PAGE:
She grew up in Zionist royalty, the pedigreed daughter of a "fighting family." She was a spy with the Mossad, her purportedly daring field exploits still classified. Today, she is the face of the Israeli government, in a country where politics remain largely the purview of macho men, and where being tough often outranks being smart.
And some people think Tzipi Livni could become the first female prime minister in more than a generation.
Israel routinely recycles its mostly male politicians, whatever scandal or other difficulty might befall them. How else to explain the long up-and-down career of Ariel Sharon, or the current comeback of Ehud Barak, or the omnipresence of Benjamin Netanyahu? In that world, Livni is a fresh phenomenon. In just a few years, she has emerged from relative obscurity to become one of Israel's most important political figures.
Livni, the foreign minister and deputy prime minister, who turned 49 on Sunday, has defied many stereotypes.
The product of an archly Zionist family, Livni evolved into a proponent of coexistence with the Palestinians, relinquishing the idea of a Greater Israel and instead advocating side-by-side states. A onetime agent with Israel's storied spy agency, she now sits down with Arab leaders and speaks to Arab newspapers.
This combination of old ideals and contemporary pragmatism has earned Livni a respect among many Israelis, from the right and left, who see her as a leader who is honest and principled, if not always suave.
"Supporting a two-state solution goes with the values I was raised with -- the need to keep Israel a Jewish state and a democratic one," Livni said in an interview at the modern, limestone Foreign Ministry on the western edge of Jerusalem. "The need is to adapt the two-state solution in order to live in our homeland ... a Jewish homeland ... while giving the Palestinians a possibility to create their own homeland."
Livni is not a natural schmoozer like, say, Netanyahu; her English is not flawless and her Israeli accent remains thick. She often seems aloof.
But she wins praise, here and abroad, for a willingness to seek compromise -- a skill not always valued in Israeli politics -- and to work not necessarily in the spotlight. Yet none of this should be mistaken for meekness, say those who know her.
"She shows strength without being aggressive, more of a European-style politician," said one veteran Israeli analyst. "But she can also be behind the scenes with a knife in her teeth when she needs to be. She knows how to fight."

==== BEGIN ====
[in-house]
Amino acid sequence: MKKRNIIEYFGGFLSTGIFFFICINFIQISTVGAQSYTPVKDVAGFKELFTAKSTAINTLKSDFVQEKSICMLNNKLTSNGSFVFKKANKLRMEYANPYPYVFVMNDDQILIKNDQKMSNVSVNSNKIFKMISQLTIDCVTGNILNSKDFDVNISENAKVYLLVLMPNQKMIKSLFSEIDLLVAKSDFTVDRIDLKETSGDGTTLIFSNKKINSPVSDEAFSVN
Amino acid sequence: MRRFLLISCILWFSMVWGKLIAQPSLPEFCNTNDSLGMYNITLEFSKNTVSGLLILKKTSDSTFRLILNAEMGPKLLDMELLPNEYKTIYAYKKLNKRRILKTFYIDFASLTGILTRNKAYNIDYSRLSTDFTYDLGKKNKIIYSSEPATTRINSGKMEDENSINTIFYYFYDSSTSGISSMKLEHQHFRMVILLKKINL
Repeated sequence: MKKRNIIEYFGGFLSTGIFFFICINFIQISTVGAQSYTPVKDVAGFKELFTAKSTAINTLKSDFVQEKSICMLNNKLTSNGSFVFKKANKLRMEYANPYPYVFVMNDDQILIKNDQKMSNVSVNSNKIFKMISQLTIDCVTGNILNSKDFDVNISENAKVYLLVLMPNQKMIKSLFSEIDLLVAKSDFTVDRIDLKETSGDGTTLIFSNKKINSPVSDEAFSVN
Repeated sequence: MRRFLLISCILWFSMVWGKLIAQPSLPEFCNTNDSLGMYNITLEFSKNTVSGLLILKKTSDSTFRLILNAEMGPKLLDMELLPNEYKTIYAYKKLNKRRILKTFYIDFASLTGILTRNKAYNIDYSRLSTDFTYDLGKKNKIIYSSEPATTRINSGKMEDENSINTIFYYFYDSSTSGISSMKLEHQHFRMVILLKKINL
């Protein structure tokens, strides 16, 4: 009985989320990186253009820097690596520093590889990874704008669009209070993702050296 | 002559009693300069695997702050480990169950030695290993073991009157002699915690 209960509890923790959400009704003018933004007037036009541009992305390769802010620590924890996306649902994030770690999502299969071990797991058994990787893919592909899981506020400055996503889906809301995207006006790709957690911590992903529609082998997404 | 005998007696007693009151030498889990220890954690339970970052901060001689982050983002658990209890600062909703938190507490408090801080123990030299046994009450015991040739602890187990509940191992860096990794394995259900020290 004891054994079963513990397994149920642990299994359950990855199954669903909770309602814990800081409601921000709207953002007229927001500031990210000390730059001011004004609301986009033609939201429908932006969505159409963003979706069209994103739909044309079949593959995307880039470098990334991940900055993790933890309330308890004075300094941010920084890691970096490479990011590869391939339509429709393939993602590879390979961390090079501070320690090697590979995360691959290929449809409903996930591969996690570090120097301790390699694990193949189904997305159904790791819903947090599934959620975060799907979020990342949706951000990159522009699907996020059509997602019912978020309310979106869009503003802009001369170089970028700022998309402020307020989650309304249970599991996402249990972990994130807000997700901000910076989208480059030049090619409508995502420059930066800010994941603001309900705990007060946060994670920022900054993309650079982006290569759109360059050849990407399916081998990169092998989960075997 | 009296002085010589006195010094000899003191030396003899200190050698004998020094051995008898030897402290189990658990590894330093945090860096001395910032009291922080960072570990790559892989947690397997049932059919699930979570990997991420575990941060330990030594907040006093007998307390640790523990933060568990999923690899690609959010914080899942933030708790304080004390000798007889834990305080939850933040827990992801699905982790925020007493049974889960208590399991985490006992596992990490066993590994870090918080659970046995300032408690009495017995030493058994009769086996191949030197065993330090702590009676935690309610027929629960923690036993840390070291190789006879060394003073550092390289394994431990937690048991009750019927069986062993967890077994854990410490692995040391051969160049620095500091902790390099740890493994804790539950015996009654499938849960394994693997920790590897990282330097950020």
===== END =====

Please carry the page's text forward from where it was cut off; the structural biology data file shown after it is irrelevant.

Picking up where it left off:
That fighting instinct led Livni to what many consider to be her first major misstep.
A special inquiry of last year's war between Israel and the Lebanese-based Islamic militant group Hezbollah blamed Prime Minister Ehud Olmert and his government for a string of strategic and political errors. Livni came off looking ineffective. She then launched, but quickly abandoned, an attempted coup against the besieged Olmert.
The halfhearted mutiny cost her, and dearly. Suddenly, Livni's leadership abilities and judgment were doubted.
And now the question is: Is she doomed by her blunders and the attacks of an unforgiving press that raked her over the coals? Or can she yet recover and attain the success and power that she clearly craves?
Tzipora Livni was born a decade after Israel was, in 1958. Her parents were famous members of the Irgun, an underground group of armed Jews fighting to establish the state of Israel. Her father, Eitan, was its near-legendary director of operations. During his tenure, in 1946, the Irgun blew up Jerusalem's King David Hotel, headquarters for the British military that was administering the region then known as Palestine. Ninety-one people were killed.
Decades later, Eitan Livni became a lawmaker with the right-wing Likud Party, which grouped fervent political Zionists and which his daughter also eventually joined. In her office today, where many a foreign minister has hung photographs of themselves with the U.S. president, Livni has on display a single picture. It's her father, his craggy face in profile, cigarette in hand, smoke curling upward.
And on the bookshelves are the works of Vladimir Jabotinsky, the Russian-born militant Zionist who in the early 1900s fathered the "Greater Israel" movement that advocated a Jewish state on both sides of the Jordan River, including where the nation of Jordan today exists.
Livni says she has not abandoned the ideals of her formative years but rather tempered the dream with reality. It has required a certain degree of heart-wrenching introspection.
"For me, the choice was whether to give up the ideal of Israel as a state that combines the values of a democracy and a Jewish state, or to give up some of the land of Israel," she said. "And I believe this was the right choice.
"But it was not the easiest choice. Of course it is dramatic, it is painful, maybe in terms that outsiders cannot understand, that it is necessary to give up some of the land that Jews have [claimed] for thousands of years."